Sunday Dinner Week #16: Grandma's Ginormous Steaks

My grandma, Mary Uilani Kaumeheiwa Sodetani was always in the kitchen or in her garden. Even now, over 10 years after her death, my grandfather sits in this same kitchen in the mornings and he talks to his wife. Before she died, they had been married for 60 years. I think when I go into my kitchen, I carry her with me still. I think I always will.
I found this picture of her in the kitchen, but when I looked closer, I realized that each plate contains one ginormous steak. No wonder we are so big. Still, for grandma, we decided to celebrate the steak in all its glory. So here's our version, with mine and Ahi's practically raw. Rare is not even the word. It's the texture of soft, silky rare meat with the juices still intact that makes this huge slab of beef so delicious. Pono also likes baked potatoes, but I must admit I pretty much bite at anything potato. My family won't let me live down the whole grey glue dish that was supposed to be my contribution of mashed potatoes for Thanksgiving. Did you know that the more you stir potatoes once they've totally broken down into gluten, the grayer it gets? It's true. I am the witness.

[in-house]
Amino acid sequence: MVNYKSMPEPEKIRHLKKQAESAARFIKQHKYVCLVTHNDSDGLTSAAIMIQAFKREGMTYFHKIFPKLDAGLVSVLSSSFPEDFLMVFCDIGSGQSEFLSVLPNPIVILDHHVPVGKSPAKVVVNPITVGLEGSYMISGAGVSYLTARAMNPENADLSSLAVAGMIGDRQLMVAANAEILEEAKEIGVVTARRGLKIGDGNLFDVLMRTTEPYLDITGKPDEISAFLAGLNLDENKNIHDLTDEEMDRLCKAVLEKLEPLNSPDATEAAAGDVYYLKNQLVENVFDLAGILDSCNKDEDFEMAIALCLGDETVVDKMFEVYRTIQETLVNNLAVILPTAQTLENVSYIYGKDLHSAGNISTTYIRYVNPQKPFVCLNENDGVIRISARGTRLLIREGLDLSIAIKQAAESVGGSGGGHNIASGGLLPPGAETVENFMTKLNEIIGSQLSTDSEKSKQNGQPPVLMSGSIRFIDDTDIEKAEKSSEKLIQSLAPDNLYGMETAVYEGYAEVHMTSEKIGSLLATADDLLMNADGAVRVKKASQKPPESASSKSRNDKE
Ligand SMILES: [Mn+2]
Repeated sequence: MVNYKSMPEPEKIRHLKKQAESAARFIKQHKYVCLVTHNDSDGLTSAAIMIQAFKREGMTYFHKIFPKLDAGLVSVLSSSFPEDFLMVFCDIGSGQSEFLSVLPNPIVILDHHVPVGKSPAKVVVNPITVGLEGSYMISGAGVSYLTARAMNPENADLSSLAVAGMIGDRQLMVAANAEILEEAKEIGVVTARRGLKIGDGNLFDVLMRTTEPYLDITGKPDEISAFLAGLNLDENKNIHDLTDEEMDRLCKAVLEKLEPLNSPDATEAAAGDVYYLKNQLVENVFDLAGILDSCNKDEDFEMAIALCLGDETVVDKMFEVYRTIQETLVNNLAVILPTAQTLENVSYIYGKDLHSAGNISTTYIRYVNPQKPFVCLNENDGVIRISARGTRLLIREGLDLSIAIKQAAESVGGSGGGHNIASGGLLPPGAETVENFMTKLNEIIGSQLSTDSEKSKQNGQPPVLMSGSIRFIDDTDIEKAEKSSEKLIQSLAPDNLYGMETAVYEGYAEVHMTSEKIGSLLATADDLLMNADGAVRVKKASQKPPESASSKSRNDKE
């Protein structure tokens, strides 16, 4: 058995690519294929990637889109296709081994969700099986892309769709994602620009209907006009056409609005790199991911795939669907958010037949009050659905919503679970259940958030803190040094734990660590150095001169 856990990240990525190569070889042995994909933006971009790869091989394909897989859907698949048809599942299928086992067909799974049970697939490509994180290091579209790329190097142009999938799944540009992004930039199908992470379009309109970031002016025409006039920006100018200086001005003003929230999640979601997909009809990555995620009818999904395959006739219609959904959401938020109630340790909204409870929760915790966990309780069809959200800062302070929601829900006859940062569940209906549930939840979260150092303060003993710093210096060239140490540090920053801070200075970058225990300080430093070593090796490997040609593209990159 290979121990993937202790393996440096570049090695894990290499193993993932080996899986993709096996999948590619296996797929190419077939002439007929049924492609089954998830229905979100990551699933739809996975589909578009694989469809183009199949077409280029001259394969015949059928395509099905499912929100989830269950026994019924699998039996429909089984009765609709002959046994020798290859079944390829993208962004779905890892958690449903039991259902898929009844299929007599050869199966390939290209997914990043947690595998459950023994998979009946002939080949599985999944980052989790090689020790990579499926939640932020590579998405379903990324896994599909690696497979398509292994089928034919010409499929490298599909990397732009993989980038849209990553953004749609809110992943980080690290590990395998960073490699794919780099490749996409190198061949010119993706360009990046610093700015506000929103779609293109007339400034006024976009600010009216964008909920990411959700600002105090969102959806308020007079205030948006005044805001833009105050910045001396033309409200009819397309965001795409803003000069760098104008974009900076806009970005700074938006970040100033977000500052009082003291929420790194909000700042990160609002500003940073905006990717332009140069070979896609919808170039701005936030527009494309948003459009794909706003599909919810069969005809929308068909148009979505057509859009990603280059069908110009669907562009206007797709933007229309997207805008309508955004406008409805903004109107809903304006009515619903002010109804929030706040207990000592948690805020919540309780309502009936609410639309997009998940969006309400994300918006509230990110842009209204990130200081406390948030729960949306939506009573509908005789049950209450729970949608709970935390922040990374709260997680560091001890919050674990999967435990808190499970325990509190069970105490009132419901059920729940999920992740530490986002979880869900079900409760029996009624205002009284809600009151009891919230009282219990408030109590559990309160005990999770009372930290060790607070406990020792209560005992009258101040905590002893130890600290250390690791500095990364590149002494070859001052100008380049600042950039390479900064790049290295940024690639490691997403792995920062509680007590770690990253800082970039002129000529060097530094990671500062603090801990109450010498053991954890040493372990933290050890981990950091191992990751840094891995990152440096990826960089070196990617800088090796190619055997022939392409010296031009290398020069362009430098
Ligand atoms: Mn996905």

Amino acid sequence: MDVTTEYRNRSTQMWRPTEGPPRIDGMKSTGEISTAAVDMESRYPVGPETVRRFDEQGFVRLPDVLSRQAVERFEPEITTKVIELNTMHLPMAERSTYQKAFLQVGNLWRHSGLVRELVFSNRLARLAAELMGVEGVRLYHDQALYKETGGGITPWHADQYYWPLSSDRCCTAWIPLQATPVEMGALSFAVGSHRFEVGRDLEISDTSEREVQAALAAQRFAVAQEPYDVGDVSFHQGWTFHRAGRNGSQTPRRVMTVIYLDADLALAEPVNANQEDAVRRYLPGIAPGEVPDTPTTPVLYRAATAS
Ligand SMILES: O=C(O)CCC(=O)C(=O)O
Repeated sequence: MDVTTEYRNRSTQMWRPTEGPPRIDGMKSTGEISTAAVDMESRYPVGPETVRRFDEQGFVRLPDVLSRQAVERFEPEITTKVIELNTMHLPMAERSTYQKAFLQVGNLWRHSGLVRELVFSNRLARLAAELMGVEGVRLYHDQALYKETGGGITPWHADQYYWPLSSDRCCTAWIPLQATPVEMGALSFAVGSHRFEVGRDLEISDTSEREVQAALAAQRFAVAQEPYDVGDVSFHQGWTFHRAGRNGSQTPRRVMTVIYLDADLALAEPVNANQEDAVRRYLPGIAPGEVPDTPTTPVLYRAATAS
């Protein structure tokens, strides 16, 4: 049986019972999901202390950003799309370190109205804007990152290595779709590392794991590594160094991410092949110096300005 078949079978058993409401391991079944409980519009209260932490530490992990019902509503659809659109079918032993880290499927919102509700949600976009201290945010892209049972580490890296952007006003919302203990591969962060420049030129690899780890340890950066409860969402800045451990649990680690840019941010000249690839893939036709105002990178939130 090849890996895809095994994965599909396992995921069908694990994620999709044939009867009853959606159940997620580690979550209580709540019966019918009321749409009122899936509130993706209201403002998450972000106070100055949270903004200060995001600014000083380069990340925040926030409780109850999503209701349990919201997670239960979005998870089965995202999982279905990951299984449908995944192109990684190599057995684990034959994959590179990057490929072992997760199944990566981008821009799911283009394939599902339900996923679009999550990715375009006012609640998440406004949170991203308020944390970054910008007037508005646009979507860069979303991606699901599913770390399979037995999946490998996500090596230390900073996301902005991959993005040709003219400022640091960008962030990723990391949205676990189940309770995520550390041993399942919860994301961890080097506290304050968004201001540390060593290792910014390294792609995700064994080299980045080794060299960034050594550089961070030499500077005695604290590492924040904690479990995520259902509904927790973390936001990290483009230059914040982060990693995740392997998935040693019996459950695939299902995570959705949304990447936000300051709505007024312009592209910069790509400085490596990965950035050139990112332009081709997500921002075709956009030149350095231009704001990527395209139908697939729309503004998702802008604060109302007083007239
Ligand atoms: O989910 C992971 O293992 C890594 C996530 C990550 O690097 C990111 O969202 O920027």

My husband said to prick the skin and wrap it in foil before I put it in the oven, but I decided to stop fooling around and go to my Joy of Cooking book (I don't have the original hard cover book with the green cover - but I wish I did). According to The Joy of Cooking, potatoes need to be scrubbed, dried, greased with butter, then put into a 425 degree oven WITHOUT foil. Foil will keep too much moisture in and the potato will be mushy. Prick the skin first and too much moisture escapes leaving the baked potato dry and burnt on the edges(that's how my baked potato usually comes out).

The unwrapped, unpoked potatoes go into the oven for 40-60 minutes. Halfway through,  poke a fork in it to release the steam.  Return to the oven. The cool thing is when you prick the skin on the hot potato you can hear the hisss of steam escaping. Serve immediately. I must say that true to The Joy of Cooking, our potatoes came out flaky and buttery even without the condiments.

Now if only mashed potatoes were this easy and foolproof. I need secret insider tips for mashed potatoes because I think there's a conspiracy by mashed potato recipe writers to keep me out of the loop.


  1. Instant mashed potatoes, baby! Now they have all kinds of fancy varieties...with garlic, etc.


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